But of course! That is the way we do it, ain't it? First off was a Norwegian trio, The Hallgeir Pedersen Trio with Wistful [2004 Hot Club Records]. It's a classic if not world-famous formation with Pedersen on electrical guitar plus upright bass and drums, a warm, intimate-sounding album with Pedersen's guitar dominating the session. The bass here is full and articulate and drums and cymbals are light and airy. So it was also the case through the Tonians. If I held the slightest anticipatory worry that the ribbons would sound bright, this was not the case at all. Everything was very well integrated and the soundstage was as intimate as I normally hear on my reference speakers, simply scaled down a bit, with the bass expectedly a tad lighter. But again, for potential buyers of this type of speaker, it is about quality, not quantity of sound and here the TL-NFSMs proved very satisfying. The sound was involving over all kinds of sound levels and even when I cranked the volume up, everything simply scaled without any misbehavior or breakup. Clearly these speakers can be pushed hard without losing their composure.

Moving on to Jacques Loussier's Plays Bach on Telarc told the same story. When played loud, this CD in fact is a very good test for bass performance. The Tonians produced a very credible recreation of both the bass and the bass drum. No, you will not move the foundation with pressure waves coming off this small mid/bass driver but you have no problems either hearing what the musicians intended. And that's what counts. This CD presents piano very well and the Tonians are endowed with the necessary midrange power to reproduce a piano's considerable energy properly. And the treble? Airy and without even the faintest hints of hardness. If ever there was a time that I could see how cymbals are made from metal, this was it. Great!

I usually listens to music late at night. One night I played the extraordinary Duets by Rob Wasserman on GRP Records. Here Wasserman performs with many very talented singers such as Jennifer Warnes, Rickie Lee Jones, Aaron Neville and Dan Hicks to name just a few. This excellent recording of male and female voices plus upright bass is a perfect test CD for hearing how equipment handles human voices. The Tonians managed to bring vocals to life in a profound way. All I could have asked for more was a little weight but as stated earlier, a designer always has to weigh his compromises especially in the affordable sector. With the Tonians, you get exceptional speed, holography and clarity. So the overall sound is just a tad light. How beefy and weighty could it be with these drivers? You get my point.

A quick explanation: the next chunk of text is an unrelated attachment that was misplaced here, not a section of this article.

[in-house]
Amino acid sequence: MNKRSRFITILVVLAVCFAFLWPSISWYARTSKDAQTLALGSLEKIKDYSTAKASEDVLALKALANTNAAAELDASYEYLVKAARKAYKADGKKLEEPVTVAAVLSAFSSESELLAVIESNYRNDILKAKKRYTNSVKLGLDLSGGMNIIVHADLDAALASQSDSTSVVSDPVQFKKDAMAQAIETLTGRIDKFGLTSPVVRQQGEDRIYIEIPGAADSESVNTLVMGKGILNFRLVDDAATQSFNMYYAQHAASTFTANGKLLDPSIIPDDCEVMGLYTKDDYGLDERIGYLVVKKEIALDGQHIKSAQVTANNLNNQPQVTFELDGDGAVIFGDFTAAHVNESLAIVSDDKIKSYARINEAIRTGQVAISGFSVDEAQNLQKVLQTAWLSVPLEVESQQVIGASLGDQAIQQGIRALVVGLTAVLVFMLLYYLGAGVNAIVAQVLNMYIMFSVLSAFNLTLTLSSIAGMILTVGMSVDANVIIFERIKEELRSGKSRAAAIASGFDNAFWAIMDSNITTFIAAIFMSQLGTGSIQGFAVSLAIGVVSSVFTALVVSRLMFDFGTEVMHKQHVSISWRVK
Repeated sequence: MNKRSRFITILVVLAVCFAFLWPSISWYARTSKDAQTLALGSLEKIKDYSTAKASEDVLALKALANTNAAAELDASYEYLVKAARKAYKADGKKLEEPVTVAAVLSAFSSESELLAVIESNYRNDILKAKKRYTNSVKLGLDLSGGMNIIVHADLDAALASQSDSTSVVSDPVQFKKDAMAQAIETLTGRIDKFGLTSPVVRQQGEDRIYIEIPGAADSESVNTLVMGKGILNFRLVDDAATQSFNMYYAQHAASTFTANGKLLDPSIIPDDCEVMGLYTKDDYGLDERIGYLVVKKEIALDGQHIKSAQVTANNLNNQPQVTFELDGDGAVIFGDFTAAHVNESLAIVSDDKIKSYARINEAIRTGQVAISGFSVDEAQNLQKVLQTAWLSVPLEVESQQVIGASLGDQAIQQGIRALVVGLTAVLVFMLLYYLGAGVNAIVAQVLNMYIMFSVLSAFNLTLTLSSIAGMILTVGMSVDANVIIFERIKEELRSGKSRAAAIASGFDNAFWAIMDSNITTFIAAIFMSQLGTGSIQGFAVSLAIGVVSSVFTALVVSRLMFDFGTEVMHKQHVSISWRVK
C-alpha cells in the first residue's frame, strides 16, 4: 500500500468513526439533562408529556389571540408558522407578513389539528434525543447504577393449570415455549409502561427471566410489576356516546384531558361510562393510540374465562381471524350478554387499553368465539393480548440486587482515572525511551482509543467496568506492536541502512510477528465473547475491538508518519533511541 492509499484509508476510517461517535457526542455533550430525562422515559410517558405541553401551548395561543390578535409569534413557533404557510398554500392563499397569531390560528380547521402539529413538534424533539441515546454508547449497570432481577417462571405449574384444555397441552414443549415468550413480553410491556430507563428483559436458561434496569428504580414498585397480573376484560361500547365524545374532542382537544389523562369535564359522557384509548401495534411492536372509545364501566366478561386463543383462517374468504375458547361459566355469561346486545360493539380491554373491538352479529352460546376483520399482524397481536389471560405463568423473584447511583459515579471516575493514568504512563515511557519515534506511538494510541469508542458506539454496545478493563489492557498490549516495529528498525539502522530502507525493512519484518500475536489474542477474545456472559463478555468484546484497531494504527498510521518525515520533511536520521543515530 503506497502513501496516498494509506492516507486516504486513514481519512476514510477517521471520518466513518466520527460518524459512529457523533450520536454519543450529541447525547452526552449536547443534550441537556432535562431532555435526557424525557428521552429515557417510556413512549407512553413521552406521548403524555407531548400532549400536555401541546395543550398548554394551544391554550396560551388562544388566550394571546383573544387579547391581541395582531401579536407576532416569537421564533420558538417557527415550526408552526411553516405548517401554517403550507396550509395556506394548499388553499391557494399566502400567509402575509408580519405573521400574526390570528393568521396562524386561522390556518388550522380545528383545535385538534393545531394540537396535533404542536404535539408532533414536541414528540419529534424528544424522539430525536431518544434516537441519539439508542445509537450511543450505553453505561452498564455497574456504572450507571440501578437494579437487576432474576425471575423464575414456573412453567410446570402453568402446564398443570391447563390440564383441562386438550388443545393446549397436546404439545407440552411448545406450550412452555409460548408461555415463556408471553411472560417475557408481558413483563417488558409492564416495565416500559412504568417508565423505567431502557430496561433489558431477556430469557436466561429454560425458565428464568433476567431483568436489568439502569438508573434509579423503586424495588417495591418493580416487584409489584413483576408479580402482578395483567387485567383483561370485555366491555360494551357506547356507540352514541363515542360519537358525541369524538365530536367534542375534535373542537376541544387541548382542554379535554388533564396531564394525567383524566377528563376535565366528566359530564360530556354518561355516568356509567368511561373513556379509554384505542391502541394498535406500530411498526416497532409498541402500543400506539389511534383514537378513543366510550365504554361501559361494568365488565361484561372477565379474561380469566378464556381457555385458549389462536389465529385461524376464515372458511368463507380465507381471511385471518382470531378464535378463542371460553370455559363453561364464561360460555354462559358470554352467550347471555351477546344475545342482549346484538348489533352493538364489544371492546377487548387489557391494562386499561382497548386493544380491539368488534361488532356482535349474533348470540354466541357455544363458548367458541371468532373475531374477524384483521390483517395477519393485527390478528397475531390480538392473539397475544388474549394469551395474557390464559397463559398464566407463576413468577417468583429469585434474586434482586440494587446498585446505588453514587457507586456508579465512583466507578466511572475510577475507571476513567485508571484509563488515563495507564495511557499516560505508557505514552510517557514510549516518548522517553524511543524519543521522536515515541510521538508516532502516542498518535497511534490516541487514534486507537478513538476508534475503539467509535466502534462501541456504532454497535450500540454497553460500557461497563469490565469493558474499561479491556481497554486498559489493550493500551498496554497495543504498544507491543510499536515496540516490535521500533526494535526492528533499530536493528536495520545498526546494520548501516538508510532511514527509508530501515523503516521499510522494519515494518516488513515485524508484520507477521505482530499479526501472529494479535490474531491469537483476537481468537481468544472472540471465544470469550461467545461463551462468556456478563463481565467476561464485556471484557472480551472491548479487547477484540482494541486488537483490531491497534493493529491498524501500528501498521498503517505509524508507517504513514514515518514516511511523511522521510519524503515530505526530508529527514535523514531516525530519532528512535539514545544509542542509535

Let's move to Cassandra Wilson's Blue Light 'til Dawn on Blue Note. Now here is a sublime record in every sense of the word, great songs, skilled musicians, natural sound and Cassandra's smoky voice to top it all off. Her rendition of "Come on in my kitchen" by Robert Johnson is unbelievably cool and funky. It showed how the Tonians can kick royal ass when asked to. The bass drum was very taut and explosive and I had no problem following the beefy bass lines. Cassandra's voice was as smoky as it should be and the work of her drummer was magnificent rendered. This track -- in fact the entire CD -- proved to me conclusively that the Tonians are blistering fast and handle everything that you can throw at them without preferences or flinching.

I could however hear a little sharpness in her voice when I pushed the system. I can't blame the Edge amp. It had zero problems with the Tonians that seem not to present a difficult load. No, I think the ribbon can occasionally exhibit just a whiff of sharpness. Nothing big but I think that speakers with ribbons are balancing on a thin edge between "excellent and airy" and "sharp and edgy". On this particular CD, I felt that the Tonians slightly tipped over on some of the tracks as compared to the silky smooth treble of the Scanspeak Revelators of my In Cognitos. This was a very minor occurrence and nothing that bothered me a great deal. My take on the Edge gear is that it's very neutral so perhaps a superior valve amp might be an even better choice with the Tonians? Either way, they sounded great to me.